Trans-species fertilization involving gametes of two species is prohibited. Ova derived from foetuses cannot be used for IVF but may be used for research. Semen from two individuals must never be mixed before use, under any circumstance.

The data of every accredited ART clinic must be accessible to an appropriate authority of the ICMR at the national level. The true informed consent should be made on the consent form, witnessed by a person who is in no way associated with the clinic.

The individual must be free of HIV and hepatitis B and C infections, hypertension, diabetes, sexually transmitted diseases, and identifiable and common genetic disorders such as thalassemia. Semen or oocyte must be found to be normal according to WHO method manual for semen analysis. The blood group and the Rh status of the individual must be determined and placed on record.


7. Sourcing of Sperm and Oocyte Donors and Surrogate Mothers

a. Semen banks: Either an ART clinic or a law firm or any other suitable independent

Organization may set up a semen bank. The bank will ensure that all criteria mentioned above are met and a suitable record of all donors is kept for 10 years after which, or if the bank is wound up during this period, the records shall be transferred to an ICMR. On request for semen by an ART clinic, the bank will provide the clinic with a list of donors (without the name or the address but with a code number) giving all relevant details. The bank shall keep a record of all semen received, stored and supplied, and details of the use of the semen of each donor. This record will be liable to be reviewed by the accreditation authority.

The bank must be run professionally and must have facilities for cryopreservation of semen, following internationally accepted protocols. Semen samples cryopreserved for at least six months before first use must be tested for HIV and hepatitis B and C. The bank must ensure confidentiality in the identity of the semen donor. An appropriate charge may be levied by the bank for the storage. All semen banks will require accreditation.

b. Sourcing of oocytes and surrogate mothers

Law firms and semen banks will be encouraged to obtain (for example, through appropriate advertisement) and maintain information on possible oocytes donors and surrogate mothers. The above organizations may appropriately charge the couple for providing an oocyte or a surrogate mother. The oocyte donor may be compensated suitably (e.g. financially) by the law firm or semen bank when the oocyte is donated.


8. Preservation, Utilization & Destruction of Embryos

Couples must give specific consent to storage and use of their embryos by other couples or for research. The Human Fertilization & Embryology Act, UK (1990), allows a 5-year storage period which India would also follow. Research on embryos shall be restricted to the first fourteen days. No commercial transaction will be allowed for the use of embryos for research.

ICMR guidelines on Surrogacy: General Considerations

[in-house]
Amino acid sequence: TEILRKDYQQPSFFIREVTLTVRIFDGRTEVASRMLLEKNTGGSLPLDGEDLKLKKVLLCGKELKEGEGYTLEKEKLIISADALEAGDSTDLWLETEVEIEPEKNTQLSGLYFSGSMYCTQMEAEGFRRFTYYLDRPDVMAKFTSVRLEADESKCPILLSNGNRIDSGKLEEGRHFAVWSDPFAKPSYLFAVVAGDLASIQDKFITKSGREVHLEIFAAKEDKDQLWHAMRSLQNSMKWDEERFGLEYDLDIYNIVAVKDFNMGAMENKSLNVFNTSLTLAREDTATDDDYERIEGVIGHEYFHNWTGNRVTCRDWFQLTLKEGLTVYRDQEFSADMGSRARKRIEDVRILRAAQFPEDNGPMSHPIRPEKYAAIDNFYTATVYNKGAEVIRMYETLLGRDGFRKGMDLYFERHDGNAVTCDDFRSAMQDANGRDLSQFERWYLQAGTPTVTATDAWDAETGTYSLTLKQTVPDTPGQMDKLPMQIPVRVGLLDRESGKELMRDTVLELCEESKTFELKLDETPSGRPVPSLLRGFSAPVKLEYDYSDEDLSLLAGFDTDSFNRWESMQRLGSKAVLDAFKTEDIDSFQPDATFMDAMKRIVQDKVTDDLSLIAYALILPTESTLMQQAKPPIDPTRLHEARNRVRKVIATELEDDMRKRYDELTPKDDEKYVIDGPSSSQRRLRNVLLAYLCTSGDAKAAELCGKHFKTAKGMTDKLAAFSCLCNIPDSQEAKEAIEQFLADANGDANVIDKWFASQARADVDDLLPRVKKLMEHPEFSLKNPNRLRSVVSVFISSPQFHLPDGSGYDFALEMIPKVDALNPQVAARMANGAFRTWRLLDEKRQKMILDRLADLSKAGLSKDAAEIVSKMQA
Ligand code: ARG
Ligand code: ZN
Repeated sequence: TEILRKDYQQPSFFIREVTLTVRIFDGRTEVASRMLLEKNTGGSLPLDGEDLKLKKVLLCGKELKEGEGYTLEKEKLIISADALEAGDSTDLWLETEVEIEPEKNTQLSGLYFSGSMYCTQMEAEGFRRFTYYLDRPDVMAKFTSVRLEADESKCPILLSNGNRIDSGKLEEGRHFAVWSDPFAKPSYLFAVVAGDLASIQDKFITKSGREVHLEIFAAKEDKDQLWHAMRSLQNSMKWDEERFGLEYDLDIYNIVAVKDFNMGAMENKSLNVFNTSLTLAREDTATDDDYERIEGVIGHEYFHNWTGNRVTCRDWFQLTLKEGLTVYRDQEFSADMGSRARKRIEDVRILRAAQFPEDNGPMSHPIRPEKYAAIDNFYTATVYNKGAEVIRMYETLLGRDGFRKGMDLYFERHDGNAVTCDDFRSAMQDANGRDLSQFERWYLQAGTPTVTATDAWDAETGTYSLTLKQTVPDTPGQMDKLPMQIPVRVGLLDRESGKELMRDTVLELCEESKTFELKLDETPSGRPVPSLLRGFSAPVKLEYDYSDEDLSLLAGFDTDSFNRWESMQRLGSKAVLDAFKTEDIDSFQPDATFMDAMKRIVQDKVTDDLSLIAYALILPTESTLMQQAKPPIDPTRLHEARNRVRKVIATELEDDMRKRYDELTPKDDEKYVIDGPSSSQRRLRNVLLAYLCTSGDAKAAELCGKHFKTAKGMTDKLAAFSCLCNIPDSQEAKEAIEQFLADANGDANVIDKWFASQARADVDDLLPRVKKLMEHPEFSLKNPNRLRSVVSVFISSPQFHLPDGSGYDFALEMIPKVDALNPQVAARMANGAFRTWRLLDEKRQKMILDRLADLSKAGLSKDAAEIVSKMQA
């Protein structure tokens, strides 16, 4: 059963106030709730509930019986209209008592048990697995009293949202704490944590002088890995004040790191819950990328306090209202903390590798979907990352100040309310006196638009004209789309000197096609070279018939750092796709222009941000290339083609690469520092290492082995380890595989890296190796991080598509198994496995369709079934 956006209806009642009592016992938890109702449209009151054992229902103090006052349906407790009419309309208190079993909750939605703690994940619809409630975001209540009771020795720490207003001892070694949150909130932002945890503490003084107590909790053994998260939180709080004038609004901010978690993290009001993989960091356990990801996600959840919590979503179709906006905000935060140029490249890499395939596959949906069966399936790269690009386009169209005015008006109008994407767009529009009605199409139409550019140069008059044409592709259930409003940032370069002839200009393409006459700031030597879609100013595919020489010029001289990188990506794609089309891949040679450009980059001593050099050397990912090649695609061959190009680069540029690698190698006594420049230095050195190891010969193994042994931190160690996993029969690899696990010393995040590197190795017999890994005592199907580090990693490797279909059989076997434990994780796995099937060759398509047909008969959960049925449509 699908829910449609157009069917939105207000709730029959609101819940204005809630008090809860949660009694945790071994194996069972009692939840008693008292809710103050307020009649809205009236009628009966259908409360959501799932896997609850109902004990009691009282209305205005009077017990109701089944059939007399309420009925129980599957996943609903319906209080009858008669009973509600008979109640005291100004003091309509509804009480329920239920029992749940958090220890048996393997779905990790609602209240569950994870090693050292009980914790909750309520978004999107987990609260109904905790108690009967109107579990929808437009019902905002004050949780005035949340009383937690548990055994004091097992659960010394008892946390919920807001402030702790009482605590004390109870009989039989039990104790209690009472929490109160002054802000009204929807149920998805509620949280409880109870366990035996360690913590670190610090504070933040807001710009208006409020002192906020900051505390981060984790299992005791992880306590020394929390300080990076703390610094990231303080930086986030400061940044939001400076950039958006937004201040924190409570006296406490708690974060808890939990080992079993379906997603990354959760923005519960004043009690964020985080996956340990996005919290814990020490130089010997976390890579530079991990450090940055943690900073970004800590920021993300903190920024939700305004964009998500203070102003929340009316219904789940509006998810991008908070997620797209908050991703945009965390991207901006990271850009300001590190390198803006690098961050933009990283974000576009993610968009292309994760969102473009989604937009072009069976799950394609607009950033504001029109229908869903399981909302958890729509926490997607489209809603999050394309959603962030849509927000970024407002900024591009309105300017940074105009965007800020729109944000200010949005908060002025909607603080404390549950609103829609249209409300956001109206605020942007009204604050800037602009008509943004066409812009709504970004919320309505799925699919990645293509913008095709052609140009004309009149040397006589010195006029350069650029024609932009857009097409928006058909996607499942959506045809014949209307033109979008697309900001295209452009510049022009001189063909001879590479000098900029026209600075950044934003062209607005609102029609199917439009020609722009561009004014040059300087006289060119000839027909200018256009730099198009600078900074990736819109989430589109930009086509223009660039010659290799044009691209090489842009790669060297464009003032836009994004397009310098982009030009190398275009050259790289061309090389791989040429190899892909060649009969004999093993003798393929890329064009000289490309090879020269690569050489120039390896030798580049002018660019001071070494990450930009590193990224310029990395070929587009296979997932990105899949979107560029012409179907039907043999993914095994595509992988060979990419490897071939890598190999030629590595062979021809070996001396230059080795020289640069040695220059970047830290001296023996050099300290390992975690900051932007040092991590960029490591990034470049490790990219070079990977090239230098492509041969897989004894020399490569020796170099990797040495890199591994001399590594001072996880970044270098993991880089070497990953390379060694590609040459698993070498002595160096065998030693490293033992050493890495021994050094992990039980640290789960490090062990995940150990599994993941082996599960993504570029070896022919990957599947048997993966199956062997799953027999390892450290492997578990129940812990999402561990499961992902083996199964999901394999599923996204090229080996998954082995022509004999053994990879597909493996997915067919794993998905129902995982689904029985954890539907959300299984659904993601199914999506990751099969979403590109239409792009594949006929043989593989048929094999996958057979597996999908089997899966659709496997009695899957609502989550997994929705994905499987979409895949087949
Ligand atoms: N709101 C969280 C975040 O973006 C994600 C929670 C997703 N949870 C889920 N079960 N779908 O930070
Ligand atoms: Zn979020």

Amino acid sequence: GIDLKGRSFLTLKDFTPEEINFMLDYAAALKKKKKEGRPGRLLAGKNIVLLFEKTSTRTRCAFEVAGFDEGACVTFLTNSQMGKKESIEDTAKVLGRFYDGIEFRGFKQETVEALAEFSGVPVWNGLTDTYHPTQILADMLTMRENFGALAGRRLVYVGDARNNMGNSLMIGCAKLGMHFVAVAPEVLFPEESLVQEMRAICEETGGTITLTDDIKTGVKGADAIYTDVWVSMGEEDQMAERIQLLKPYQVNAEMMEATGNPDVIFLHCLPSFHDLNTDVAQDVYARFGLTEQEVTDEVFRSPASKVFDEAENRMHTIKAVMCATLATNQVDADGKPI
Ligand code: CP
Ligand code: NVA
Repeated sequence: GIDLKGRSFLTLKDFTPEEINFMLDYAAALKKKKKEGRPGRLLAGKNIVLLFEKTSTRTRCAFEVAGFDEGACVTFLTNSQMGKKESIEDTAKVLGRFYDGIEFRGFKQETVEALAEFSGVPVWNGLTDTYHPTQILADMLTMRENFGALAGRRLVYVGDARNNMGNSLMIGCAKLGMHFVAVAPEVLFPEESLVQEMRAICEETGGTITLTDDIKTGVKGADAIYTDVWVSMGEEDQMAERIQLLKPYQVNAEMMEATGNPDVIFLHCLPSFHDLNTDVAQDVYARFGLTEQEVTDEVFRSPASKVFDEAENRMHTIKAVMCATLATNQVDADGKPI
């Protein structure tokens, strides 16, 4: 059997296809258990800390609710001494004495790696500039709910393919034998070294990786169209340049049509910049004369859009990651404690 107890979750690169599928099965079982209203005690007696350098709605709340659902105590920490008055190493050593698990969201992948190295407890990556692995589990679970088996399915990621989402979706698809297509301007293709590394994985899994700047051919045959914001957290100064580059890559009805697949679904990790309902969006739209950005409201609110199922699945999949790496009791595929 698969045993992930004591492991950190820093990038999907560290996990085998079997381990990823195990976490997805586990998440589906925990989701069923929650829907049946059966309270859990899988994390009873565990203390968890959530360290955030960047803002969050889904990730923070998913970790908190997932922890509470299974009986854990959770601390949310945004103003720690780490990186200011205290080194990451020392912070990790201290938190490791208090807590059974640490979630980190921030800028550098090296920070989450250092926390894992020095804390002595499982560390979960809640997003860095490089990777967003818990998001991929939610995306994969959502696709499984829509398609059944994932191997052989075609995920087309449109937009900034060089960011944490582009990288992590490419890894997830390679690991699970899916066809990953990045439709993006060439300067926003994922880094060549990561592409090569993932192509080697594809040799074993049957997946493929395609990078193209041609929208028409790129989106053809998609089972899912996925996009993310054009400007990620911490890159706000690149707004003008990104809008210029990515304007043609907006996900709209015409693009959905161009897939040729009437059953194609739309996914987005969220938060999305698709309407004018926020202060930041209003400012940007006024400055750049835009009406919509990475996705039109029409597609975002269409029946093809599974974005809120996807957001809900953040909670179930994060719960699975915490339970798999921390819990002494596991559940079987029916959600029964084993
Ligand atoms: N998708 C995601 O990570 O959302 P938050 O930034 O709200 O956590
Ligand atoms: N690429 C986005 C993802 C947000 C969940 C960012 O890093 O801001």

1 A child born through surrogacy must be adopted by the genetic (biological) parents unless they can establish through DNA fingerprinting (of which the records will be maintained in the clinic) that the child is theirs.

2 Surrogacy by assisted conception should normally be considered only for patients whom it would be physically or medically impossible to carry a baby to term .

3 Payments to surrogate mothers should cover all genuine expenses associated with the pregnancy. Documentary evidence of the financial arrangement for surrogacy must be available. The ART centre should not be involved in this monetary aspect.

4 Advertisements regarding surrogacy should not be made by the ART clinic.

5 A surrogate mother should not be over 45 years of age.

6 A relative, a known person , as well as a person unknown to the couple may act as a surrogate mother for the couple.

7 A prospective surrogate mother must be tested for HIV and shown to be sero-negative for this virus just before embryo transfer. She must also provide a written certificate that (a) she has not had a drug intravenously administered into her through a shared syringe, (b) she has not undergone blood transfusion; and (c) she and her husband (to the best of her/his knowledge) has had no extramarital relationship in the last six months. The prospective surrogate mother must also declare that she will not use drugs intravenously, and not undergo blood transfusion of blood, not obtained from a certified blood bank.

8 No woman may act as a surrogate more then thrice in her lifetime.


General Considerations

1. Minimum age for ART in a woman shall be 20 years. Between 20 and 30 years, two years of cohabitation/marriage without the use of a contraceptive, excepting in cases where the man is infertile or the woman cannot physiologically conceive. For a woman over 30 years, one year of cohabitation/marriage without use of contraceptives.

2. Advertisements through hoardings and paper advertisements shall be banned. An honest display at appropriate places or publicity of statistics, fee structure, quality of services provided, should be encouraged.